HIV/AIDS And Stigma: What You Can Do

When my introductory MSP post went live, I unsurprisingly shared it on my Facebook and Twitter accounts, wanting my friends to see the great work I was helping to produce.  And many of my online friends contacted me to let me know how much they liked that I was contributing to such a fun, sex-positive website.  However, one good friend and colleague was disappointed:  “Craig,” he said, “there’s one very important thing that is missing when you talk about your experience with sex, and I think the fact that you left it off shows how important it is to talk about.”

As I scanned back through my introduction, I realized what I had done.  Despite having spent the entirety of 2009 providing services to people living with HIV, I had neglected to mention this in my intro.  I could give all sorts of reasons –  I didn’t feel like it was sex-positive enough,  I didn’t think it went with the feeling of the site, etc. But the bottom line is that this site exists to talk about sex, relationships, and pleasure for EVERYONE, and that includes people who are living with HIV.

The fact that I missed an opportunity to talk about a group that is very important to me demonstrates how often stigma, fear, and misunderstanding can lead to discrimination and invisibility, whether it is from something as simple as a blog post or as complex as the institution of marriage.  This can happen either unintentionally, as I hope was my case, or simply because this group is feared and stigmatized, and is therefore left out of the conversation.  I think stigma regarding people living with HIV can be reduced in two ways:  knowledge about the disease and familiarizing yourself with those living with HIV in your community.

In terms of knowledge, a wonderful online resource for all things HIV-related is www.thebody.com.  This is where AIDS Partnership Michigan, my employer, told me to look on my first day on the job, and I was able to find information on everything from prevention to medications on this website.

The reason I say familiarizing yourself is important is because once people know someone of a stigmatized identity personally, they usually have an easier time supporting that identity in the realm of policy and advocacy.  For example, those people who know someone who identifies as LGBT are more likely to support same-sex marriage than those who don’t.  Getting to know those with HIV is somewhat more difficult due to confidentiality issues, but I will share a few ways to do this.

Try volunteering at an AIDS service organization in your area – they’d love your help and you would be able to meet some of the people who work with this disadvantaged group.  You could even participate in one of the annual AIDS walks, which take place all over the country.  You can find one near you on the AIDSwalk.net web site.

There’s also a few books and movies I’d recommend: “And the Band Played On” tells an exhaustively researched and compelling tale about the early days of the HIV/AIDS crisis.  It’s available on Amazon (a movie version is also available on Amazon).  However, if you really want an in-depth look at how HIV affects relationships and families, look no further than Angels in America, a Pulitzer-Prize-winning play turned into a Golden-Globe-winning mini-series.  This “gay fantasia” uses a colorful cast of characters and amazing actors such as Al Pacino, Meryl Streep, and Emma Thompson to tell a story about those infected with and affected by the disease.   Both the play and movie version (on DVD) are available on Amazon.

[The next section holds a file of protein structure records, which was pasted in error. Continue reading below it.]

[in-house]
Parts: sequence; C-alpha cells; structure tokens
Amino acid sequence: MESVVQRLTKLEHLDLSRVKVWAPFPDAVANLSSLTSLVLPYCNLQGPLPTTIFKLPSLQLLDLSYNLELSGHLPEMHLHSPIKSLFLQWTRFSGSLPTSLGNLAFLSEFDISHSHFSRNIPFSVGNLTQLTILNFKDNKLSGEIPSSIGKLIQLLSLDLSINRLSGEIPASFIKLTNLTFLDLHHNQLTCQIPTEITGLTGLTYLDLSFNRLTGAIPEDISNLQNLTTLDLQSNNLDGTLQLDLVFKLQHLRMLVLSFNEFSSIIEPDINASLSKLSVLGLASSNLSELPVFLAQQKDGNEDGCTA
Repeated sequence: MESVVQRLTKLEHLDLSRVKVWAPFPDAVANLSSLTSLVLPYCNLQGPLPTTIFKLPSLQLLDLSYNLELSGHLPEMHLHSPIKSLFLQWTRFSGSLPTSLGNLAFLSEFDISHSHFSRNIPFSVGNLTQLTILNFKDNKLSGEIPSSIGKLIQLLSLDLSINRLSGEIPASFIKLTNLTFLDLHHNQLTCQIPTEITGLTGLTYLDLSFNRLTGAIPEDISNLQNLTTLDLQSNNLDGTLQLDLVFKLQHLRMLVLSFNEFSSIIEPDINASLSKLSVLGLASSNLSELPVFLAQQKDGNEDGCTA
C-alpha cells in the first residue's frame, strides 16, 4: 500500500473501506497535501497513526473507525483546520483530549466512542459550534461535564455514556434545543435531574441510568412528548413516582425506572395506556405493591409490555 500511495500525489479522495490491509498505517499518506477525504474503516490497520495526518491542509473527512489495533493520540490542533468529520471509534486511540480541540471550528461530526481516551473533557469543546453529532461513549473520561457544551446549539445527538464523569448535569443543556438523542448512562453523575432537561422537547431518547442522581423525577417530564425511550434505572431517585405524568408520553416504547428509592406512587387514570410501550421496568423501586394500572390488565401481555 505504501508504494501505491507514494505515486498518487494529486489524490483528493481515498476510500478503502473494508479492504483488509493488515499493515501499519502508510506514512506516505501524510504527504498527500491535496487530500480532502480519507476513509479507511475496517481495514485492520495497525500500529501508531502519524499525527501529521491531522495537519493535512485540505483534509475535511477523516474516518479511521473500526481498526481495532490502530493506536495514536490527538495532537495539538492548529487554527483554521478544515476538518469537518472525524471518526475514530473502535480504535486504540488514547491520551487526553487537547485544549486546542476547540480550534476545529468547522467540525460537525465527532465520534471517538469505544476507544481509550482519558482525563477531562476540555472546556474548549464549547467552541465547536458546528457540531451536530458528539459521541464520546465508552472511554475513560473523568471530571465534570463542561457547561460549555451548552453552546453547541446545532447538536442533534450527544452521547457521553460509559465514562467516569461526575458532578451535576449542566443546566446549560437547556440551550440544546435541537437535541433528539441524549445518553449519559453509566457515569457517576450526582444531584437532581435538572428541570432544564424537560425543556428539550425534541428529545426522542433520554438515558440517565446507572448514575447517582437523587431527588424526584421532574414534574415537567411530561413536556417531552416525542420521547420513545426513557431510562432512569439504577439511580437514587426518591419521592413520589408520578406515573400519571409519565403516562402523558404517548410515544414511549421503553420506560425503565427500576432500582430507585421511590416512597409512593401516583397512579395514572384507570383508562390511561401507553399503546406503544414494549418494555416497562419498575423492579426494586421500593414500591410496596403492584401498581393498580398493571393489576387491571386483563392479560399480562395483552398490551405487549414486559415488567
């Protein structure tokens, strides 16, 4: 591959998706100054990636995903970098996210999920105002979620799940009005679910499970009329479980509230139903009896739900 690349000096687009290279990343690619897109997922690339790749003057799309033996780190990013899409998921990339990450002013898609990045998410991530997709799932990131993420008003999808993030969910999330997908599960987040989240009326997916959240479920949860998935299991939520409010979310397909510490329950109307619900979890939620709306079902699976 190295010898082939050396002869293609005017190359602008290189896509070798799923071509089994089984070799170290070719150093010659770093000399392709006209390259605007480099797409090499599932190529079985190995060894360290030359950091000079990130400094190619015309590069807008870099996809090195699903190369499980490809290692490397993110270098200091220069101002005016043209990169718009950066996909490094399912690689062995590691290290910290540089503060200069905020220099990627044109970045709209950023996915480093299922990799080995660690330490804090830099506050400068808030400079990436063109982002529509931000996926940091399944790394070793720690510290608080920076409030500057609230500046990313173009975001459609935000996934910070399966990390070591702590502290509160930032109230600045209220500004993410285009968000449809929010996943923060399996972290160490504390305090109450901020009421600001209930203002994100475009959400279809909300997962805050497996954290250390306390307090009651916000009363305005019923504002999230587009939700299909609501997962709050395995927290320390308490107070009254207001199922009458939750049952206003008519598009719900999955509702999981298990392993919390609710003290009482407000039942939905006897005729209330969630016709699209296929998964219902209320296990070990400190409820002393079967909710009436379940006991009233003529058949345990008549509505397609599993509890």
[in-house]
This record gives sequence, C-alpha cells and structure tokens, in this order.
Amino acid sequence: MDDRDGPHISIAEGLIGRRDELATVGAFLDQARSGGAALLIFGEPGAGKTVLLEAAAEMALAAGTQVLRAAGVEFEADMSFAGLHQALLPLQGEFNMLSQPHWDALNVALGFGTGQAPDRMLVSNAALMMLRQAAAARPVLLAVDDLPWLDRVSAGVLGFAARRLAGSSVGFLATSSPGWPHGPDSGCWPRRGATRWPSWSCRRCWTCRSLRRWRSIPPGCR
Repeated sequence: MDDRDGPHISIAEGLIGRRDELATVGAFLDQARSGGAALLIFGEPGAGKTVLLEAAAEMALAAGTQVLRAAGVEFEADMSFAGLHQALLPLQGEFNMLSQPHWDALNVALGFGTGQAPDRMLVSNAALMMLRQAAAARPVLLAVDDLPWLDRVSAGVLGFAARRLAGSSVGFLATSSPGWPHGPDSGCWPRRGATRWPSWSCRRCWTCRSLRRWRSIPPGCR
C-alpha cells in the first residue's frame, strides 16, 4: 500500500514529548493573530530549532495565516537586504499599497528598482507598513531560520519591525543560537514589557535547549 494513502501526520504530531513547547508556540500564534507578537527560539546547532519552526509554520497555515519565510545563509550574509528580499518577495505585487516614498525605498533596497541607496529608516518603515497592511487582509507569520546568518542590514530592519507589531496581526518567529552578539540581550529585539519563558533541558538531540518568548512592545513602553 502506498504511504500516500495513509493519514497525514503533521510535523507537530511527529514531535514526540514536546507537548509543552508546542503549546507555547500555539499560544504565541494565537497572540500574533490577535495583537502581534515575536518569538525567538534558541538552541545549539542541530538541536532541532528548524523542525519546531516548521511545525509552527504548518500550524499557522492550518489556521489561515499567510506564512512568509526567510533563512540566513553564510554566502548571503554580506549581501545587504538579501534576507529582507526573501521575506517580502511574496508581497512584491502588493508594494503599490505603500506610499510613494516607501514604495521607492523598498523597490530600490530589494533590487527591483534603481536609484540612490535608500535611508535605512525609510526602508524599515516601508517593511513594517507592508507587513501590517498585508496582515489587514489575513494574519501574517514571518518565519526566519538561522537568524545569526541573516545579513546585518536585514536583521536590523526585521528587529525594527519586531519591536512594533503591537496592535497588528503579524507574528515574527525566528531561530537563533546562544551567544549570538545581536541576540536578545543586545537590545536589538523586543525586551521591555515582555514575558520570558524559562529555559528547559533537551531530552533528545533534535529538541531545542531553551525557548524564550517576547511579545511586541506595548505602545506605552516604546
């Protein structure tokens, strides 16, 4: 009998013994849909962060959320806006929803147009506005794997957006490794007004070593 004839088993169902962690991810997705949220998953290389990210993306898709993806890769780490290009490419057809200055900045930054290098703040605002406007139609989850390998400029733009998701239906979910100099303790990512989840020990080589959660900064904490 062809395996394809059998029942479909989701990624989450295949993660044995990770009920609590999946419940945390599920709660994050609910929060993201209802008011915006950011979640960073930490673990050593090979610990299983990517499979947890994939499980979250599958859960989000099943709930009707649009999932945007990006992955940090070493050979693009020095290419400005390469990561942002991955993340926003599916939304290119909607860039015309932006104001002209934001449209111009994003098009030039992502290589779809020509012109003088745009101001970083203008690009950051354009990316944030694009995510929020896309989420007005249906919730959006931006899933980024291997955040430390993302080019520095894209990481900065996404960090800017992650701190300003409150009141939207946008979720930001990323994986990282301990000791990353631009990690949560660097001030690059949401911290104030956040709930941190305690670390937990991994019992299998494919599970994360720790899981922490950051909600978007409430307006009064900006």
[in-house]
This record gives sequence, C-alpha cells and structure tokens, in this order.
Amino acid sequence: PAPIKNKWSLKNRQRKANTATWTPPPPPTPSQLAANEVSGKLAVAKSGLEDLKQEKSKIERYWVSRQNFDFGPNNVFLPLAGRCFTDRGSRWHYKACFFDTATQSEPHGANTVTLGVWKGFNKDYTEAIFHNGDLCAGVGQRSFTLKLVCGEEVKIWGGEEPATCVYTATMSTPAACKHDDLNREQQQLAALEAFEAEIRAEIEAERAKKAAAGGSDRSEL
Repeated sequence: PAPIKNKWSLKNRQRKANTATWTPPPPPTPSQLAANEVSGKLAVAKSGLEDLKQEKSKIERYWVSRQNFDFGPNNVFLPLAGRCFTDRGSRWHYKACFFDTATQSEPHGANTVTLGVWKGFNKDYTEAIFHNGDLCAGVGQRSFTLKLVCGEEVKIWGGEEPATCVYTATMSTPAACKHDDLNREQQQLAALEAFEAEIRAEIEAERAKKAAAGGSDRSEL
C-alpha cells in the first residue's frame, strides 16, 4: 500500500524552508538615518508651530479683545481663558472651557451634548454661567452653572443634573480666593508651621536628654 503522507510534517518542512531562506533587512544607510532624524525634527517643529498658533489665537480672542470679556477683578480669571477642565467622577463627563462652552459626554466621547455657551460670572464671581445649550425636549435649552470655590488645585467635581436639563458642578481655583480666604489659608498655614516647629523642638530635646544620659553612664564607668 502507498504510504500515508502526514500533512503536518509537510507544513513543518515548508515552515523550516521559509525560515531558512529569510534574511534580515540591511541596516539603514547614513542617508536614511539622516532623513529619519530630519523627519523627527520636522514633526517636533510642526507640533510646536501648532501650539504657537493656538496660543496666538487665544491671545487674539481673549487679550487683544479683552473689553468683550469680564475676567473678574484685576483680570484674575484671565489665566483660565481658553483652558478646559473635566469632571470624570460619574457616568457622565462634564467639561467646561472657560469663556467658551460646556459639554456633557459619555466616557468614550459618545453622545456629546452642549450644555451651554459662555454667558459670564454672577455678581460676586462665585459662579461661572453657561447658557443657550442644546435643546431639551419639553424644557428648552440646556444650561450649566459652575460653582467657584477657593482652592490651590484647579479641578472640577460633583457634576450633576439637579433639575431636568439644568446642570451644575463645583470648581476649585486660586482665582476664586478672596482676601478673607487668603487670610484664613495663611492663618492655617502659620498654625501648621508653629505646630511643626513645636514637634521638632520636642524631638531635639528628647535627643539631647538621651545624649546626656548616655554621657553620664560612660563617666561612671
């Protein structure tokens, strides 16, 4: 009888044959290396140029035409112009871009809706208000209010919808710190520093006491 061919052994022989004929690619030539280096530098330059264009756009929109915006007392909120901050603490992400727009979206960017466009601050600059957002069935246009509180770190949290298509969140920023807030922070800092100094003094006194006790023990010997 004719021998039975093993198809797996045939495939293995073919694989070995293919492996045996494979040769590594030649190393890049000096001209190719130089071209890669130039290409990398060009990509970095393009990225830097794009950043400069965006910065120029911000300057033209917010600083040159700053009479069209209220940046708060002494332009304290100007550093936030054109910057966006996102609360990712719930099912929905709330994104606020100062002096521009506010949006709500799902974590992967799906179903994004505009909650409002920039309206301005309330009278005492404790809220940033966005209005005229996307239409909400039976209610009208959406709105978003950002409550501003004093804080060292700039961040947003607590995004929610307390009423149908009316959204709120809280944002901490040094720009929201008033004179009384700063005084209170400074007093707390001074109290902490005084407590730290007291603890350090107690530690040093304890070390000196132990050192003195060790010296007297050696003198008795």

Hopefully the rest of the MSP team and I can delve more into this important issue when we do our theme week on HIV/AIDS, coming up before the end of this year!

Learn about MSP posts as they happen by following us on Twitter @mysexprofessor. You can also follow Craig VanKempen, the author of this post, @craigvk.

Image thanks to Wikimedia.

About Craig VanKempen

Craig VanKempen

Craig VanKempen, LLMSW/MPH, is a sex educator and therapist practicing in the Detroit/Ann Arbor area. His professional interests include HIV, polyamory, compulsive sexual behavior, religion and sexuality, and GLBT issues.

  • Kate McCombs

    Thanks for writing this post, Craig. I appreciate your openness about this topic. It seems like HIV/STIs and sex positivity are often talked about in such discrete ways. I’ve often found that many people who work in HIV/STI prevention activities often shy away from talking about sexual pleasure and I think it is interesting to see the converse happening.

  • Debby Herbenick

    I’m also happy that Craig covered this topic. Some research that my friends & colleagues have conducted suggest that some people who work with HIV/AIDS organizations don’t talk openly about their work due to concerns about stigma (e.g., will people think they, too, have HIV/AIDS? Or even just that others may feel uncomfortable). It’s enormously important work and I’m thankful, Craig, that you brought these resources to readers’ attention.